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As Democrats have won more elections countywide, the politics around project labor agreements are clearly changing.
In a sign of San Diego’s changing political dynamic, the Airport Authority agreed Thursday to start negotiating a union-friendly labor deal for its $3 billion plan to rebuild Terminal 1.
Ten years ago, the same agency redeveloped Terminal 2 into the state-of-the-art facility it is today. Then, the Airport Authority flatly refused to enter into a so-called Project Labor Agreement, which stipulates wages and benefits for construction workers and mandates that contractors hire through union halls. The agency has proudly touted that the project came in on time and under budget.
But the Airport Authority’s plan to redevelop Terminal 1 has faced opposition from the beginning and has already been delayed at least a year at an estimated cost of $100 million. By agreeing Thursday to the PLA, the Airport Authority’s board could have evaded one more obstacle that could have delayed the project further.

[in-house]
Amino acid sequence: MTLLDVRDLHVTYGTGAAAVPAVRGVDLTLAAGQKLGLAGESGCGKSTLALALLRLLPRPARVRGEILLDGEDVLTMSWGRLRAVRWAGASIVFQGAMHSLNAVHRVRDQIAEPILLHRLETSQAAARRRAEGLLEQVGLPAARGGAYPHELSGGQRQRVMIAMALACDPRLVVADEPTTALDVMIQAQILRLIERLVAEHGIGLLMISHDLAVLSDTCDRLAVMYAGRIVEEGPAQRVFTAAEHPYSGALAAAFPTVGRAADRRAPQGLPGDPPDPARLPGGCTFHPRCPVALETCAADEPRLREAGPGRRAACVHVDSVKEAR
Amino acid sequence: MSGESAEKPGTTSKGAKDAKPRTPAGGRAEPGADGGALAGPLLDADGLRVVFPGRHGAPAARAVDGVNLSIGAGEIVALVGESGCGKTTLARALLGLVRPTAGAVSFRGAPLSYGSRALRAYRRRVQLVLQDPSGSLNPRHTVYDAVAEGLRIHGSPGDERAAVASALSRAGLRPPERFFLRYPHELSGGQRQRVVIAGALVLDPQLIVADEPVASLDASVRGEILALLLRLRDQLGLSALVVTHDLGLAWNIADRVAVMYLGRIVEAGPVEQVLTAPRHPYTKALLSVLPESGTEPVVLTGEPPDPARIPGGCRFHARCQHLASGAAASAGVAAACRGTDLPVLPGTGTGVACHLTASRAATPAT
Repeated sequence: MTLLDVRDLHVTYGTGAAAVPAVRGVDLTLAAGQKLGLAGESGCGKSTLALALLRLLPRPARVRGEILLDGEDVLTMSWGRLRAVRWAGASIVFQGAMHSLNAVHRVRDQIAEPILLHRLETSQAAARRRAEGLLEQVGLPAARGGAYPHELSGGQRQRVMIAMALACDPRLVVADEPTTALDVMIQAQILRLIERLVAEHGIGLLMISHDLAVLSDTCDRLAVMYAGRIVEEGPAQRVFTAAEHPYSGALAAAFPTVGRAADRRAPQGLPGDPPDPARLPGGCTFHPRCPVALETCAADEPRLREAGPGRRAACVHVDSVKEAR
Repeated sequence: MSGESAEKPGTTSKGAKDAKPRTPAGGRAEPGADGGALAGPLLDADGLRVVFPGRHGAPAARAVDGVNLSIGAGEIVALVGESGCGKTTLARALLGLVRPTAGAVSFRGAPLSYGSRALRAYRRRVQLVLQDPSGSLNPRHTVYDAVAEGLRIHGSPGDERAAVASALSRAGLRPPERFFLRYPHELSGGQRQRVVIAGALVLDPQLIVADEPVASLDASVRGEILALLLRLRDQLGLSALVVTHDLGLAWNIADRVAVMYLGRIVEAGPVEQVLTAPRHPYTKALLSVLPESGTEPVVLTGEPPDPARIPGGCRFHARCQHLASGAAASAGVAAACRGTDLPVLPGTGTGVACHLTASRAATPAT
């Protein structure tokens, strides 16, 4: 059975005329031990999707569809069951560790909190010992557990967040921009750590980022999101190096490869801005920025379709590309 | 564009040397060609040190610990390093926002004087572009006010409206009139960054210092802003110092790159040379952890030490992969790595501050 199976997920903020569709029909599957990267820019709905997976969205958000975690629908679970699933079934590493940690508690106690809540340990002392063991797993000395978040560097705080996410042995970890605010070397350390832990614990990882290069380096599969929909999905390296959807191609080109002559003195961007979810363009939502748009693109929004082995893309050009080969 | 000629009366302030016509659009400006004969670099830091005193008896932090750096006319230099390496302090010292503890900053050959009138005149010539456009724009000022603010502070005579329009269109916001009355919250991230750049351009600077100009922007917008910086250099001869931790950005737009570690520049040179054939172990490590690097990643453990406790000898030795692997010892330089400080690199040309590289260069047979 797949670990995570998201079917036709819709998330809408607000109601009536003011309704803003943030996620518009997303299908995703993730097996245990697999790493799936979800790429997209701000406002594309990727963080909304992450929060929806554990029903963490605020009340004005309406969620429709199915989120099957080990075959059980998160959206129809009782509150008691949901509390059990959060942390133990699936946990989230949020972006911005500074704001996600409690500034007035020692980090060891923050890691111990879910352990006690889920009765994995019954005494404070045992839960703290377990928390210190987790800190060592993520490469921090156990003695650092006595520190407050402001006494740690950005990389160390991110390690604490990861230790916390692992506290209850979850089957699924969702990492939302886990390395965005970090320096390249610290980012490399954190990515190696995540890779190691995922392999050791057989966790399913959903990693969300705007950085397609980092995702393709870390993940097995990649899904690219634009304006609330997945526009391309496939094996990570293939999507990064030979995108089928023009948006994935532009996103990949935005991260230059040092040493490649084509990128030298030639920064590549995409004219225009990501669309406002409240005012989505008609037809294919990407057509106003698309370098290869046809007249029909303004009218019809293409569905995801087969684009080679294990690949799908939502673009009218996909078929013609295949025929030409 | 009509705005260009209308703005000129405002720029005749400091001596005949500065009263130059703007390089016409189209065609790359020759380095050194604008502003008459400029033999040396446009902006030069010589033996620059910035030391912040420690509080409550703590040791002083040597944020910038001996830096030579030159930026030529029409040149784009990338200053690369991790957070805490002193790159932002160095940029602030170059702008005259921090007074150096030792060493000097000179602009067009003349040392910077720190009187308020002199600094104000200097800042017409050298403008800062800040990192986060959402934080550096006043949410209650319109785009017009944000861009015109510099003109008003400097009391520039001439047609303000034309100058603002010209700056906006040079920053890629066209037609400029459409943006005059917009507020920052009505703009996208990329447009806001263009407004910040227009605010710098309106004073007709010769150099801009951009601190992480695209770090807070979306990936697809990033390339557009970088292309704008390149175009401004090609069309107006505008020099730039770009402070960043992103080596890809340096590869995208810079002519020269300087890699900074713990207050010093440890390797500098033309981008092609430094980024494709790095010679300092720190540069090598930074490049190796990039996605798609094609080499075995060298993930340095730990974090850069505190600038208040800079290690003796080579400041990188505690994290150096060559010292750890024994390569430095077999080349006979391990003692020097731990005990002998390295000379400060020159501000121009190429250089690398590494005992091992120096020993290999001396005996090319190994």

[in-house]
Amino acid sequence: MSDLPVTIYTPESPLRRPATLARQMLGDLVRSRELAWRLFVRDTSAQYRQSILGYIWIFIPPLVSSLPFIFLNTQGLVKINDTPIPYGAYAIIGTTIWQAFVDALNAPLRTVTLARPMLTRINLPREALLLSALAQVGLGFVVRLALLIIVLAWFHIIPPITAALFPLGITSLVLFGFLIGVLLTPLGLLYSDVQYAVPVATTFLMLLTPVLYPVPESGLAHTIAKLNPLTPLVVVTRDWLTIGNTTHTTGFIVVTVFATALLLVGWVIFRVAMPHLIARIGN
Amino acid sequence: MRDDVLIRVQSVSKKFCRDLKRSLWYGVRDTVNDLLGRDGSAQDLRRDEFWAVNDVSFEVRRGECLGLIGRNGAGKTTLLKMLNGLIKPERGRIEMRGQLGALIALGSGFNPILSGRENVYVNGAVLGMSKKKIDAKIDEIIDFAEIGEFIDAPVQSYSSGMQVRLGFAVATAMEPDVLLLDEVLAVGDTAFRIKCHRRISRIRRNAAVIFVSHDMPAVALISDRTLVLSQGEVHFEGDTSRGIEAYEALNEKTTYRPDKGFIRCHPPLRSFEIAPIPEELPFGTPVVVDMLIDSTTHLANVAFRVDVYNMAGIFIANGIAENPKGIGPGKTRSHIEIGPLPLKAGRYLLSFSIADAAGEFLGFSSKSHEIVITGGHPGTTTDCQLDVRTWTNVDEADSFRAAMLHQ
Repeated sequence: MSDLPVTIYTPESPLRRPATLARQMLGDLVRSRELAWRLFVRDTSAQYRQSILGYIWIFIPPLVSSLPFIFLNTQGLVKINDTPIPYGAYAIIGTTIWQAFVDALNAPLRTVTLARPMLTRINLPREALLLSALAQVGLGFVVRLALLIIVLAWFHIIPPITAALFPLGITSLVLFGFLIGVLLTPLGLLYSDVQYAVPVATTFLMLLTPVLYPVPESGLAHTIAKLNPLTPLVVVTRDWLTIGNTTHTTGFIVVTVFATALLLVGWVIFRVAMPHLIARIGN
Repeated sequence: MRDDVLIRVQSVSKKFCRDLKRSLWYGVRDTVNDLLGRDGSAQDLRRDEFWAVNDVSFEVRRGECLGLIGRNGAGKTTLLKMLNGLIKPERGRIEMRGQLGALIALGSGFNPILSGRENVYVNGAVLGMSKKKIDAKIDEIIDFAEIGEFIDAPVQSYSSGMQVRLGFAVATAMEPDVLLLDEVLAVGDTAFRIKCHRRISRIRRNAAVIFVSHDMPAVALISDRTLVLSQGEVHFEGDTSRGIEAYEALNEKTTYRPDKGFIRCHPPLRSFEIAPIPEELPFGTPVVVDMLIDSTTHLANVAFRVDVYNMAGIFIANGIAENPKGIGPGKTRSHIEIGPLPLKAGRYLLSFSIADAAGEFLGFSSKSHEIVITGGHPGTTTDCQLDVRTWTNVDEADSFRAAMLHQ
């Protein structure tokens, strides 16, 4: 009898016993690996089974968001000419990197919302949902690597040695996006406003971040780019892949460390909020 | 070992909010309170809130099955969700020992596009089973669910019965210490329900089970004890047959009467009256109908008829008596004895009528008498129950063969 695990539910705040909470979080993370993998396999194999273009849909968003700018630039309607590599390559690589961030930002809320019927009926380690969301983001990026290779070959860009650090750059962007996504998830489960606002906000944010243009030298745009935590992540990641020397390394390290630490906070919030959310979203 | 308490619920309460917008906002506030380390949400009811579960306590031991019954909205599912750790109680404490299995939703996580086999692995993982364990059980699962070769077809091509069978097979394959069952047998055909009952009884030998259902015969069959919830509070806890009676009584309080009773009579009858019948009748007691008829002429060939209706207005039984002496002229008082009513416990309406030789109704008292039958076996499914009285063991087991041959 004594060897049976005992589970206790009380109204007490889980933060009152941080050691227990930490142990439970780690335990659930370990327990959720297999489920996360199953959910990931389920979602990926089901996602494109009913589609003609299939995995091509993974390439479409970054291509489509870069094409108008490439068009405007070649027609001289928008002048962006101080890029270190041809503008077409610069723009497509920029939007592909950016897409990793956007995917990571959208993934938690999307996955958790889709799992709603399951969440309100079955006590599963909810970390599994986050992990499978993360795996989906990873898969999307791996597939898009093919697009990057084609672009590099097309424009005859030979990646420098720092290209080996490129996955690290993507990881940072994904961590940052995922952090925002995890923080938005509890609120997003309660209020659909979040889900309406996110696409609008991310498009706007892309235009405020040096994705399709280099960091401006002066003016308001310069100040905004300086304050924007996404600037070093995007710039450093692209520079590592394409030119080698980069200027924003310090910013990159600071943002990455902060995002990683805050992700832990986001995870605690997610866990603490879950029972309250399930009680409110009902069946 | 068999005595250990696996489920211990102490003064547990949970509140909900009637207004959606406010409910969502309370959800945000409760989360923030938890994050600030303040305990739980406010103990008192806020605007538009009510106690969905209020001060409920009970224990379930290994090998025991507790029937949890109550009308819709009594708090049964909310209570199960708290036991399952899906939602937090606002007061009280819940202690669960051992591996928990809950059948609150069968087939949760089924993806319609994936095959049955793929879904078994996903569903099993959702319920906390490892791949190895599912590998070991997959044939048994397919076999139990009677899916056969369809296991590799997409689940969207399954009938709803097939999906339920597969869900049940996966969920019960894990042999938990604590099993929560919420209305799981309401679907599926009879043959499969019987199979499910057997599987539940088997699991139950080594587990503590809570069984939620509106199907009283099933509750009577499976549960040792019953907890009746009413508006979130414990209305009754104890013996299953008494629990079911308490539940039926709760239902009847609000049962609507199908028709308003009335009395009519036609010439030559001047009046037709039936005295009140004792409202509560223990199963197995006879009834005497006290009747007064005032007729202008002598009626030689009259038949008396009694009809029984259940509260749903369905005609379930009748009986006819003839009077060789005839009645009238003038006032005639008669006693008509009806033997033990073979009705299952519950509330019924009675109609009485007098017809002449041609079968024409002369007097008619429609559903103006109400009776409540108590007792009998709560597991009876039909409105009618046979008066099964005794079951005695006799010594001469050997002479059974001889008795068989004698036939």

Agency staff argued to the board that the economy today is so different than it was in 2009, when it rebuilt Terminal 2, that its reasons for refusing a PLA then no longer apply. Labor is in short supply, so striking an agreement that guarantees it won’t face a work stoppage is a worthwhile trade-off for making it harder for non-union contractors to compete for work, staff said.
The resolution passed narrowly, with County Supervisor Jim Desmond leading the opposition. San Diego Councilman Mark Kersey, a Republican, voted in favor of the decision after radio talk show host Carl DeMaio threatened to campaign against him on social media if he did. Kersey did propose an amendment directing staff to negotiate an agreement that addressed some concerns of PLA opponents around how employee health care and pensions are paid for.
PLAs remain contentious issues for non-union contractors and business groups like the Chamber of Commerce that view them as increasing costs. But as Democrats have won more elections countywide, the politics around them are clearly changing. Ten years ago the Airport Authority felt comfortable refusing to ink one for a major capital project. This time around, it didn’t bother with a fight.
A Recent History Refresher …